I guess, he couldn’t contain the excitement of coming back as a tourist to a country he had been in such a hurry to leave. We found him plain annoying. He was the perfect example of what we didn’t want to become.
It’s been three weeks since I came back from Brisbane, a city that was my home away from home for over two years. It was not easy for a hyper Delhiite like me to fall for its quiet charms. A city so laidback that the driver of the city bus will happily stop to give directions to a lost tourist; the customer care executive will engage in a long leisurely chat with a guy looking for a good mobile deal while you look impatiently at the clock. Horror of horrors, no one honks, the raised middle finger is the height of indecency and the most action you’ll get is the sight of drunk kids puking.
I was horrified to be in a city whose markets pull their shutters down by six in the evening. Weekends were worse. You are thrown out of the mall by the time the clock chimes 4 and Sunday evening looks as if everyone is in deep mourning. The food was bland, the meats almost undercooked and my Indian palette was screaming for spices. And I’m not even going to talk about the shock of shelling out over a hundred dollars for a perfectly mediocre meal.
The news channels that covered forest fires, local accidents and inebriated men ramming their cars into private properties made no sense. Things became so bad that I even started missing Arnab’s histrionics! I knew I had to make friends, so I dragged myself to meet-ups and socials and mastered the art of small talk. I even tried mixing up with an expat group that preferred calling itself the network for American women, appalled that Australia is blissfully unaware of the existence of Philly Cheese Steaks.
When you are among women who constantly crib about things they don’t get, there comes a day you realize you’ve become one of them and it’s time to move on to happier pastures. Thankfully, I made new friends who introduced me to a few more and pretty soon Brisbane didn’t seem such a bad place.
The city embraces you when you are ready to embrace it. You realize that you cannot replicate your old life in new environs and you start unlearning your old ways and adapt to the new.
Strangely, I didn’t feel too sad when it was time to bid adieu to a city I had grown to like. It was like déjà vu for me – a replay of emotions when it was time for us to leave Gurgaon – a sense of relief to get away from the constant stress, frayed nerves and rage at a system that sucks the life out of you.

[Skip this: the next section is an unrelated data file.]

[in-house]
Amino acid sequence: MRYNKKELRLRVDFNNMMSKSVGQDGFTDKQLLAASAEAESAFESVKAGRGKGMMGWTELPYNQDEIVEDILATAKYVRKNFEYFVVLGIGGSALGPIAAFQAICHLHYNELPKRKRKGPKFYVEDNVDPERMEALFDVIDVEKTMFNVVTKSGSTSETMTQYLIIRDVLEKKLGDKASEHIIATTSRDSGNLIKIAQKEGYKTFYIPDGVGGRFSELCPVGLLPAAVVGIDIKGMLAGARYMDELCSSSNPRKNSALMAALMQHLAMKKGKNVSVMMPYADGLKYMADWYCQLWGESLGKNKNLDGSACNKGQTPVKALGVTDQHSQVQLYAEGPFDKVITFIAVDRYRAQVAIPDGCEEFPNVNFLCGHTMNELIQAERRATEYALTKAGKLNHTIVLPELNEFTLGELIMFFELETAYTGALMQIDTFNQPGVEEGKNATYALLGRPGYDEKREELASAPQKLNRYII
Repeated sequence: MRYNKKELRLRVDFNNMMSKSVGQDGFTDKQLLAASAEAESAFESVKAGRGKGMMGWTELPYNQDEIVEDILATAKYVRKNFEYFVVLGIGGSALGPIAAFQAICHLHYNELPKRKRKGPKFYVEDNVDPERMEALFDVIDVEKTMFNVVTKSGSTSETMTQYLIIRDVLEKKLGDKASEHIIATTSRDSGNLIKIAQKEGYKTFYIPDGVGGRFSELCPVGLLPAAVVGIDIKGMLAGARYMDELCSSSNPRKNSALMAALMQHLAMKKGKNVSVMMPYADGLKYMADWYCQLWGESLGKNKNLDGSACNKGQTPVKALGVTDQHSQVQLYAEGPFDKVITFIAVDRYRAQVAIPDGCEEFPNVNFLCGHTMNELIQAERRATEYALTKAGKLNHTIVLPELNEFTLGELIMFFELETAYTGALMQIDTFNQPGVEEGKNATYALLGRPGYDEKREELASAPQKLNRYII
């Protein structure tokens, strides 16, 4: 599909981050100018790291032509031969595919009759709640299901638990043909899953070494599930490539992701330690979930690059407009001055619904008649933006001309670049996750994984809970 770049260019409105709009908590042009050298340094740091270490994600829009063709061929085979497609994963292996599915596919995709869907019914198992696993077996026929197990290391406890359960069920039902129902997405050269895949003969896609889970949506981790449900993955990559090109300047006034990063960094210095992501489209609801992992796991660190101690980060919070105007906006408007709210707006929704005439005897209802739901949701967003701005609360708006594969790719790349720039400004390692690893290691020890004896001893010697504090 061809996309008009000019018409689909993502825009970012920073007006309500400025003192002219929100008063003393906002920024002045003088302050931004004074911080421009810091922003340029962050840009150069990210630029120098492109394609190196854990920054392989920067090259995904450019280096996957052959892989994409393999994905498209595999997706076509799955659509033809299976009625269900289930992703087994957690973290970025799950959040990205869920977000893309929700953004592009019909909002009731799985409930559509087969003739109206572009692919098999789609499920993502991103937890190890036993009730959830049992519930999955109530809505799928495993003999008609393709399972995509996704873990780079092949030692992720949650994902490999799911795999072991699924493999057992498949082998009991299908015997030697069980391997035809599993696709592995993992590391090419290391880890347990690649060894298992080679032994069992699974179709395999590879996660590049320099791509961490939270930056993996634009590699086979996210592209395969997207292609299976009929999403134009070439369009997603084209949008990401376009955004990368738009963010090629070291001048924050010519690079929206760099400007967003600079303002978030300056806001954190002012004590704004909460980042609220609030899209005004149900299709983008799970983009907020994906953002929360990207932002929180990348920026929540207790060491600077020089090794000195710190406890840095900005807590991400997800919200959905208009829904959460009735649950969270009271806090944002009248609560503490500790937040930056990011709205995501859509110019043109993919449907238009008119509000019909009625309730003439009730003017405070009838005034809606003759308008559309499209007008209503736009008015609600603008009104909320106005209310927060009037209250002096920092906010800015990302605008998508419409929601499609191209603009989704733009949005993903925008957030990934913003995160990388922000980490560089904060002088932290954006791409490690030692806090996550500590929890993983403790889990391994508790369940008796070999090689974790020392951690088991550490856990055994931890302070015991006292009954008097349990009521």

I guess the heart has its own ways of coping up with having to let go. Suddenly all that was dear to you starts losing its charms. You start finding faults with your routine, the people, the weekend ritual you cherished in anticipation of moving to the other side of the fence, where the grass promises to be greener, the skies clearer and its inhabitants nicer.
It’s another matter that it took me just a few weeks to start longing for the constant humdrum that I used to find so annoying; my friends and family and everything I’d taken for granted.
Sometimes you need to be away to realise how much you love it.
The homecoming was not as exhilarating as I’d imagined it to be. The weather was unbearably humid. My jet-lag made sure I would be wide-awake and bushy tailed hours before dawn and gave me a throbbing headache that lasted all through the day. My apartment’s balconies and ledges looked as if they had been carpet-bombed by generations of diarrheal pigeons. Leaking faucets, melted gas pipes, conked off appliances, temperamental ACs, and pretty soon I was my tearing my hair in frustration! My beautiful apartment had become a stranger to me.
With my to-do list was reading longer than the Mahabharat, I felt like Arjuna reluctant to go on war.
They call it settling down even though it is the most unsettling.
For days I refused to look at myself at the mirror, lest I get startled by the reflection of a wild-haired woman with a halo of dust, a dusting cloth slung over her shoulders, clutching on tightly to Scotch-Brite in one hand and cleaning liquid in another. My men, Ramesh, Suresh, Rakesh, Chandan, Prem were back in my life, fixing and repairing to bring a semblance of normalcy to Madam-jee’s life.
The truth is, despite the hectic schedule, living out of suitcases, moving into yet another apartment, the stress of refurnishing it and unpacking 110 boxes, I’m loving the challenge of beginning again. The weather as if sensing my mood has cooled down considerably. The festive buzz is infectious and a prolonged absence has added the sheen of new to the jaded. I can’t stop exclaiming how green the bhindis look, how tasty the food is and how lively the crowded malls look. I have yet to start snarling at men who think it’s their duty to stare at cleavage.
I know the honeymoon phase will not last long. Pretty soon, I’ll start complaining about uncouth people, traffic mess, parking woes and truant maids. But right now I’m busy sniffing the November air fragrant with blooming Frangipanis and Shiuli flowers and grinning from ear to ear.
Thankfully, I maintain a stoic expression every time I spot freshly released bovine droppings.